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Last Updated: Wednesday, 5 October 2005, 09:58 GMT 10:58 UK
Ten golden pension rules
MONEY TALK
By Malcolm McLean
Chief executive of the Pensions Advisory Service (Opas)

Malcolm McLean, chief executive of the Pensions Advisory Service
Malcolm McLean runs a pensions helpline

The Pensions Commission report revealed the extent of the UK's retirement shortfall. A pensions expert outlines ten simple steps to securing a comfortable retirement.

Don't count on the state

As a nation, we are all living longer.

This means that in the years to come, there will be many more pensioners than now and the value of the basic state pension may struggle to keep pace.

Don't put off starting a pension

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Because of the way compound interest works, the earlier you start a pension plan, the less it will cost you.

So start early and pay in as much as you can.

As a rule of thumb, a good starting point would be about half your age as a percentage of your income.

So at 22, that would mean 11% of your income but if you cannot afford that much any lower amount would be useful as a start.

Explore other ways to save

Property, individual savings accounts (ISAs), even paintings and other works of art are all possible alternatives.

Try to make yourself familiar with the rules of your scheme and how it works

Indeed the more you diversify your investments, the better it usually is.

However, with an approved pension plan you receive tax relief on all your contributions at your highest personal rate. And for the most part, the fund that you build up is also allowed to grow tax free.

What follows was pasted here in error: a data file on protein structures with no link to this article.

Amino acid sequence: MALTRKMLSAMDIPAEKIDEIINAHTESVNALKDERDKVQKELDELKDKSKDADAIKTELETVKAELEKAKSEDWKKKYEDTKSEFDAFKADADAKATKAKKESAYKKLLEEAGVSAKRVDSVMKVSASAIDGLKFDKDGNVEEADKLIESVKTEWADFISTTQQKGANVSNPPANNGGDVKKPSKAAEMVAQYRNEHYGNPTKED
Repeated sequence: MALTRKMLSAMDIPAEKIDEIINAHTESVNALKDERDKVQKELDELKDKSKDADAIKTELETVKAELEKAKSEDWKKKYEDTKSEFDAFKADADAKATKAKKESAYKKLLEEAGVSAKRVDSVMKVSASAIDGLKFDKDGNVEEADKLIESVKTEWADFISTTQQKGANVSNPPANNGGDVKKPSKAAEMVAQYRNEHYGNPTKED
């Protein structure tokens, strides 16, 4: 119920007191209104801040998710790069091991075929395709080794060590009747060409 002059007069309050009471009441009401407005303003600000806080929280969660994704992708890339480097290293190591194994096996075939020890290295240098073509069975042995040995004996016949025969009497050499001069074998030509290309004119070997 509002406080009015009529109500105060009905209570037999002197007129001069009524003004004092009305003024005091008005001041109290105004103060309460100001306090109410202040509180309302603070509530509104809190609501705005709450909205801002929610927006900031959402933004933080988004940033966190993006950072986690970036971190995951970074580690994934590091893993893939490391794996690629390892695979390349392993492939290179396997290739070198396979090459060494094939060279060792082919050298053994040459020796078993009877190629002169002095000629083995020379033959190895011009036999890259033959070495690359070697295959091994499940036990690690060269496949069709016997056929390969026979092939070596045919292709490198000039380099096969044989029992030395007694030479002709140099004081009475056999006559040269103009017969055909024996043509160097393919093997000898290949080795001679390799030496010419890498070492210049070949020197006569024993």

Show an interest in your pension

Try to make yourself familiar with the rules of your scheme and how it works.

Make sure you know with a personal pension or money purchase type company scheme what investment vehicle is being used for your monies and make sure you are comfortable with the level of risk chosen.

Join your employer scheme

Always consider joining your workplace pension scheme, the employer will be contributing and for you not to join is therefore tantamount to giving up pay.

One exception might be in a salary-related scheme if the company were to be financially insecure and in risk of becoming insolvent.

With the advent of the pension protection fund next year, however, some of the risks for members will be considerably reduced.

Unless you feel very confident, always take professional advice before making important decisions

Review your pension regularly

You should check the regular pension statements you receive to make sure your plan is on course to deliver the level of income you expect to receive when you retire.

Get a forecast of your state pension

This will enable you to establish whether there are any gaps in your National Insurance contributions record and gives you the opportunity of making this good by paying voluntary contributions.

Give yourself time to act and get a forecast at least ten years before you are due to retire.

To obtain a forecast, ring the Pensions Forecasting Service on 0845 3000168

Keep paperwork safe

These papers may be essential later on.

It is no use trying to challenge something or for example make out a case for mis-selling without the necessary evidence some 20, 30 or 40 years after the event.

Take professional advice

Unless you feel very confident, always take professional advice before making important decisions, such as changing your pension provider or seeking a transfer.

If you do not have a regular financial adviser you can obtain details of three advisers in your area by contacting IFA Promotions on 0800 0853250.

For free advice on issues other than investment and guidance generally, you can also ring the OPAS Helpline on 0845 6012923.

Always ask questions

Remember, there is no such thing as a stupid question about pensions

Pensions can be immensely complicated and people sometimes feel inadequate.

You should not worry about this.

You have a right to have things properly explained to you in language you can understand and should not feel inhibited about asking the most basic questions.

Opas are running a free helpline for women with pension problems the number is 0845 600 0806.

The views expressed are solely those of Malcolm McLean's and not the BBC's. Any guidance is for general information only and does not constitute financial or legal advice.




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